A snowstorm on Wednesday resulted in a power outage in northwestern B.C. that caught residents of a neighbouring U.S. town off guard.
On Thursday, B.C. Hydro said heavy snowfall caused extensive damage to power lines along the part of Highway 37a that connects Stewart, B.C., with Hyder, Alaska, leaving residents in the small community across the border without electricity.
B.C. Hydro operates power lines that supply electricity to Hyder, home to less than a hundred people who frequently visit Stewart for groceries, fuel and other necessities.
Carly Ackerman, a resident of Stewart, B.C., a town of about 400 people, told CBC she and her neighbours were not affected by the outage.
But Caroline Stewart, who has lived in Hyder for more than four decades and runs a gift shop near the border, said power was out around 5 p.m. on Wednesday.
She said she has experienced snow-related outages over the years and has always been prepared for them, but she still does not like it when it happens.
"We're all camping [and] huddled around our little campfires or wood stoves," she said.
"Camping is fine if it's in the summer and if it's planned. Camping is not fun if it's in the winter [and] it's not planned."
In an emailed statement to CBC News, B.C. Hydro said the snowstorm on Wednesday knocked down trees along the road between Hyder and Stewart, which brought down power lines.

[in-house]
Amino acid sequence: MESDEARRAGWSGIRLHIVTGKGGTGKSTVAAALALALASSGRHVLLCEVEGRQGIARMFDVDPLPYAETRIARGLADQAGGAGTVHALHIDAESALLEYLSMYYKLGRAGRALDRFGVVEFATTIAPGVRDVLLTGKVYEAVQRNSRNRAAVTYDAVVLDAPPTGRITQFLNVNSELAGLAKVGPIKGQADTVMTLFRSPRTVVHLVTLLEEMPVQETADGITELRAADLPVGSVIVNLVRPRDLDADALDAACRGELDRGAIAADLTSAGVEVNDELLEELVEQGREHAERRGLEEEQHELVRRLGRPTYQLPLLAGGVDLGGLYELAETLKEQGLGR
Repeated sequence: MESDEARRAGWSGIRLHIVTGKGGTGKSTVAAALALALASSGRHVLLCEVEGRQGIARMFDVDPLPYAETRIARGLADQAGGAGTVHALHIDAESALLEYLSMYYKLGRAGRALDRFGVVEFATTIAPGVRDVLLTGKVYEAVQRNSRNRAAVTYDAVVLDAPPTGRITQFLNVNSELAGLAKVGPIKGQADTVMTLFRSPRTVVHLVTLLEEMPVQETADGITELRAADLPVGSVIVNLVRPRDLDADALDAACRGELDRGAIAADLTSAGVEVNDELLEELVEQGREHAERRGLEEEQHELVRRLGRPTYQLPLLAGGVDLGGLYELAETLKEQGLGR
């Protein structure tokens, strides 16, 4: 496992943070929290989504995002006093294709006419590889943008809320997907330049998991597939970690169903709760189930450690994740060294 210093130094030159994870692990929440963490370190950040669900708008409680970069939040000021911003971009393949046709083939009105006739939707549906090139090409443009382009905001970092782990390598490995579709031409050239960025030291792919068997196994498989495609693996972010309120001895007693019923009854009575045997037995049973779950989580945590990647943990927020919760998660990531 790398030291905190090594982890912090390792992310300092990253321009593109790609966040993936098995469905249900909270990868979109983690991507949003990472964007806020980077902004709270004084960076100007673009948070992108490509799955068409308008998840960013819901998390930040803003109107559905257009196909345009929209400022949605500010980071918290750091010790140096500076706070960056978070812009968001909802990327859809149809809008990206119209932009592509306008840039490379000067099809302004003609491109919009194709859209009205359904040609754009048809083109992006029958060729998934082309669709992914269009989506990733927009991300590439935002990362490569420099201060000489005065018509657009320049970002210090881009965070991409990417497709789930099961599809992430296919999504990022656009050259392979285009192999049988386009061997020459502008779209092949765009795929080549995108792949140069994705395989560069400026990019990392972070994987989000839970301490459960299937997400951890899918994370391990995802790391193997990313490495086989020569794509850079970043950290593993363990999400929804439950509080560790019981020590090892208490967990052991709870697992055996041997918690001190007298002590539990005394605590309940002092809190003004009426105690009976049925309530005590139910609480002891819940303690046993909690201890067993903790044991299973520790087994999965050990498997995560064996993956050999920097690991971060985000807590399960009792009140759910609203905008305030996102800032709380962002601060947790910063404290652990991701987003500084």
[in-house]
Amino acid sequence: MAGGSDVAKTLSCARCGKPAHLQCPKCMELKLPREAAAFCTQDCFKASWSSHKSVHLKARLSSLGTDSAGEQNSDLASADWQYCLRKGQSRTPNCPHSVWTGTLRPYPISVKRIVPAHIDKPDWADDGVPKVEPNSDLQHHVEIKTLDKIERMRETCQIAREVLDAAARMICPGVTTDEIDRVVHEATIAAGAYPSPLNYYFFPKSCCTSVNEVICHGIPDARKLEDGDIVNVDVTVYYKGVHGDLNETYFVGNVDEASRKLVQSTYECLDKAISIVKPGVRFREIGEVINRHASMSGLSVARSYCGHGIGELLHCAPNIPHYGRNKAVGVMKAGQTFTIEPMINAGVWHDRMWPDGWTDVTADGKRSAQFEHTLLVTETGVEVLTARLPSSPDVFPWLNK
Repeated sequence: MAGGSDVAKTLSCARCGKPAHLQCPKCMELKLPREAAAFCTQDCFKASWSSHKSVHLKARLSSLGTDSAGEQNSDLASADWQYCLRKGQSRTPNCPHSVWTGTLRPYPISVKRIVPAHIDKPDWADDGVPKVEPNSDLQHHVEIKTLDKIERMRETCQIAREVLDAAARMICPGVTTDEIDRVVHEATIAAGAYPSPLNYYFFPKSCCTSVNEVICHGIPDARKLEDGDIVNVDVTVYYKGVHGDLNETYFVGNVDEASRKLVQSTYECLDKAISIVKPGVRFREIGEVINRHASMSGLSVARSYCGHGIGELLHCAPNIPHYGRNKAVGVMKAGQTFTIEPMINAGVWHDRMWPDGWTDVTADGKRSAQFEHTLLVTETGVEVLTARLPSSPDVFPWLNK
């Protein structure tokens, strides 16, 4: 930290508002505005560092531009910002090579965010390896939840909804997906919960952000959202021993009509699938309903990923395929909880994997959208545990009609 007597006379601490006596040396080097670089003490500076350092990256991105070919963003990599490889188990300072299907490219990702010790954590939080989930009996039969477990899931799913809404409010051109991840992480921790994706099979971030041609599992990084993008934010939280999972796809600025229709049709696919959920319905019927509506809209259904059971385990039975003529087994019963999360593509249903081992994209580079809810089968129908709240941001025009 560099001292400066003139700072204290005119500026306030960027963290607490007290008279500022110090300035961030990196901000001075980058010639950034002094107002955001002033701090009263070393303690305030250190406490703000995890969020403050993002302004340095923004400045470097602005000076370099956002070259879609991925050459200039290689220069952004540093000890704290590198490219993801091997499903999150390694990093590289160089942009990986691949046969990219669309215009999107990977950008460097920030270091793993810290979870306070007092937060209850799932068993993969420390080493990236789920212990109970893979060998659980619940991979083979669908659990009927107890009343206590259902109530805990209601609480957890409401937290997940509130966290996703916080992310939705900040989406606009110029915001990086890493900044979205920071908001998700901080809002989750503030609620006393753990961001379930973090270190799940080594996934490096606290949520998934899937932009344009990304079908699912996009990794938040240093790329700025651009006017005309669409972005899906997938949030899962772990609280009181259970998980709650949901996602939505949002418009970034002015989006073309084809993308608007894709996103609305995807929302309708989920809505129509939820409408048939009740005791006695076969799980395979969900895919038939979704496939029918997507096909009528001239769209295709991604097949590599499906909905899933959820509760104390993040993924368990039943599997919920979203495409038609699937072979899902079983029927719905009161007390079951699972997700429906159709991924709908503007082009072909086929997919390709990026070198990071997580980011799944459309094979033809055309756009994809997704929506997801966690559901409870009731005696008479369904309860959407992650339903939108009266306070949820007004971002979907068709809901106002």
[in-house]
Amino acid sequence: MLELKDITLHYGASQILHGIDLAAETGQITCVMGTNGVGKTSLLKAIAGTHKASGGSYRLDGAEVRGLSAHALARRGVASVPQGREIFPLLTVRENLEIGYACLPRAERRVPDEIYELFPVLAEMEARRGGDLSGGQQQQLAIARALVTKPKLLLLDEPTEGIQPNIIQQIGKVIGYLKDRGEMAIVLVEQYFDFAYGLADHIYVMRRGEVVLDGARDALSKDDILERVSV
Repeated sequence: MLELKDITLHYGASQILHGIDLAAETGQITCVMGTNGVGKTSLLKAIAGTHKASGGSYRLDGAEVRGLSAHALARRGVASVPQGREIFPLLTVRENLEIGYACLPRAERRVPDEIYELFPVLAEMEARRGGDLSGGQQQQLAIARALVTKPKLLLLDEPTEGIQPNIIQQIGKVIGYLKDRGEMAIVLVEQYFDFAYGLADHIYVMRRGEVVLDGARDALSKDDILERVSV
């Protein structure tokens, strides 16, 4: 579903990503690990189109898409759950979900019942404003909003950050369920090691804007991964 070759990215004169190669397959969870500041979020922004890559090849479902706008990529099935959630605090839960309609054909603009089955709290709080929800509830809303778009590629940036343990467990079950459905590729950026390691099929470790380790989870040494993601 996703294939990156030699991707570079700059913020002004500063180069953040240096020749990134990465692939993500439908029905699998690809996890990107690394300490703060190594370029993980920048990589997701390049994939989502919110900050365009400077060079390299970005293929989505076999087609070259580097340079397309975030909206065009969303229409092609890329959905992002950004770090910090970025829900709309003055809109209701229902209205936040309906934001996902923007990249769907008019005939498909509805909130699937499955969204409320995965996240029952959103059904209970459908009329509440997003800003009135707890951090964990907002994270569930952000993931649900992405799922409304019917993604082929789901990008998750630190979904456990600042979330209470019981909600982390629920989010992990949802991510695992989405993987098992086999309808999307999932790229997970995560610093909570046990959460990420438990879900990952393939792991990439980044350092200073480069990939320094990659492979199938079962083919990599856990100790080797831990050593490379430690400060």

They said they expect to restore power supply to Hyder around noon on Saturday, but noted that the arrival of another atmospheric river in B.C.'s North Coast over the weekend would result in another snowstorm in the area.
On Friday, Environment Canada issued a winter storm warning for the inland region of B.C.'s North Coast, including Stewart, saying weather systems would bring heavy snowfall on Friday night, and snow and strong winds from Saturday afternoon to Monday morning.
Stewart said she worries the current power outage may last a week due to the successive snowstorms, and that she's concerned many of her neighbours may not be ready for it.
"Last year we had a five-day [outage] and it was a hardship for a lot of people," she said.
"We haven't had big power outages in a number of years, so I think a lot of people got complacent — they might have had one can of gas for their generator, but not enough for five days."
Stewart said she has backup batteries and a power inverter, but she has to conserve as much power as she can because she isn't sure how long the outage will last.
"I can't have the music going all the time," she said.
"It just stops being fun and it's a little bit scary, because you don't know if this power outage is going to be one day or five days."